Hinesburg’s colonial charter was granted in1762, which may seem like a long time ago; and prior to European settlement native peoples probably fished and hunted on the Hinesburg landscape for thousands of years. However, the time-span of the town’s entire cultural narrative is just a blink of an eye in comparison with the history of its rocks.
The geology of Hinesburg dates back more than 500 million years, to a period called the Cambrian, when the position and arrangement of the earth’s continents were much different than it is today. At that time, there was no Champlain Valley or Green Mountain range yet. Hinesburg (and much of the land we today call Vermont) was located just south of the equator, near the edge of an ancient ocean called the Iapetus. Into this ocean basin eroded great quantities of sediment which gathered on the bottom of the sea. Close to shore coarse grained sands were deposited; farther out in deeper water accumulated finer silts and clay. Countless shells of tiny marine organisms also collected on the ocean floor. Eventually the sediments and the shells compressed into sedimentary rocks. Then something wild occurred: over the course of the next 100 million years, continents collided in an event called the Taconic Orogeny and the core of the Green Mountains was formed. The heat and pressure of this impact raised the rocks of the sea floor and metamorphosed them into new rock types called quartzite, marble, and schist. In addition, several rock layers, or strata, faulted and broke apart, resulting in older rocks being thrust up on top of younger rocks. Subsequent continental collisions further transformed and elevated the Green Mountains.
By 200 million years ago most of these chaotic land-forming events had ceased, and the wind, rain, and ice went to work eroding what were once enormous mountains greater than the modern Himalayas down to the familiar peaks we observe today. Large blocks of rock also sank relative to their surroundings, which resulted in the creation of the Champlain Valley.
The rock formations we see in Hinesburg are representative of these geologic events. On the eastern side of town in the hills are predominantly metamorphosed non-carbonate rocks like quartzite, phyllite, and schist. In contrast, the western side of town is characterized by younger, more easily-erodable carbonate rocks (containing lime) such as dolostones and marble. Running down the center of town between these two sides, parallel to the course of Route 116, is the world-renowned Hinesburg Thrust Fault, which extends from Bristol north into Canada. This unique feature marks the contact point where metamorphosed phyllites were pushed four miles westward up over top the younger carbonate rocks during the Taconic Orogeny. A great place to see the fault is at an outcrop of rock up behind CVU High School. You can literally put your hands on two adjacent rocks that span more than 100 million years of geologic history!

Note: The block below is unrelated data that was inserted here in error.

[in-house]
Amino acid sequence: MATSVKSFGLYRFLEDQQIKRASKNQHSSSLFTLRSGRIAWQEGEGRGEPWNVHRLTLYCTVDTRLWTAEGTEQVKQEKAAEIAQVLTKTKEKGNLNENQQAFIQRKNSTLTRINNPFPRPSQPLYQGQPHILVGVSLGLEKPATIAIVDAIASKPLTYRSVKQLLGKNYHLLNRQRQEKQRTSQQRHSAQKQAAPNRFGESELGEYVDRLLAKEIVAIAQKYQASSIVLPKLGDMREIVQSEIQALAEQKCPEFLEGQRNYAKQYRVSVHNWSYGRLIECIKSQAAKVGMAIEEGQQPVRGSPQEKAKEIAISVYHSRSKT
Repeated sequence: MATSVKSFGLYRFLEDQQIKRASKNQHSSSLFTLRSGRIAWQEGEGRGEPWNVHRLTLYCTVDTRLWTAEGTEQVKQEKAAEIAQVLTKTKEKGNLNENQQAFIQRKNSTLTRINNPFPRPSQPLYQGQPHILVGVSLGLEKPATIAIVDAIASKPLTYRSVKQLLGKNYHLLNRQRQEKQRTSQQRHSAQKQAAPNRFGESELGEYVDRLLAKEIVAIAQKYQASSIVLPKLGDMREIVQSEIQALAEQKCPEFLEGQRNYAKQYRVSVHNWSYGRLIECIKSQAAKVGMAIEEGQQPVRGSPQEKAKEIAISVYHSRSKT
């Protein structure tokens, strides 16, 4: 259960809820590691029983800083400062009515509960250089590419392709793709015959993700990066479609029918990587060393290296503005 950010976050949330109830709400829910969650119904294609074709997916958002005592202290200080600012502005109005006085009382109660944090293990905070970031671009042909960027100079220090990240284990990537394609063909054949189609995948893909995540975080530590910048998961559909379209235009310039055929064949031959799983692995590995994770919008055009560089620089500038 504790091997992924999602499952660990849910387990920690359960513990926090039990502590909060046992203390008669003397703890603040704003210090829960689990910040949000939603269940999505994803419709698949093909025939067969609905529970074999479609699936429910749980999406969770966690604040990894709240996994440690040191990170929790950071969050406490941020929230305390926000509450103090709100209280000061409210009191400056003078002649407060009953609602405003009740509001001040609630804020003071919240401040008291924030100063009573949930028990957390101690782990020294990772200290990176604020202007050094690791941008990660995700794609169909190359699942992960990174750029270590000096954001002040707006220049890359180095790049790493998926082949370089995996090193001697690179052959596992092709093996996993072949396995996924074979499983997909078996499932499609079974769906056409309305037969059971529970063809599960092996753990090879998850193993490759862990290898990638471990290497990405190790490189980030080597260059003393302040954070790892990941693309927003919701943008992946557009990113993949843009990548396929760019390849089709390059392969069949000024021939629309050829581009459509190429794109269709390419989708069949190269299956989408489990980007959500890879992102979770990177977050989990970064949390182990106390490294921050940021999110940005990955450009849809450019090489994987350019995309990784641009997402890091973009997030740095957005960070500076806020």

Although Hinesburg’s bedrock is ancient, the rocks underlying the landscape have played prominent roles in shaping the overlying patterns of plants, animals, and human settlement, both in the past and still today. Without the steep, rocky terrain in the eastern hills there would be no rocky mountain streams, nor the legacy of woodland stone walls, jagged rock ledges, or Mechanicsville’s historical mill industry. Likewise, the carbonate rocks of the low-lying valley areas on the western side of town help give rise to sweet soils that stimulate plant growth. Though geologic forces often occur on a timescale barely perceptible to humans, they continue to mold the landscape fabric of our daily lives.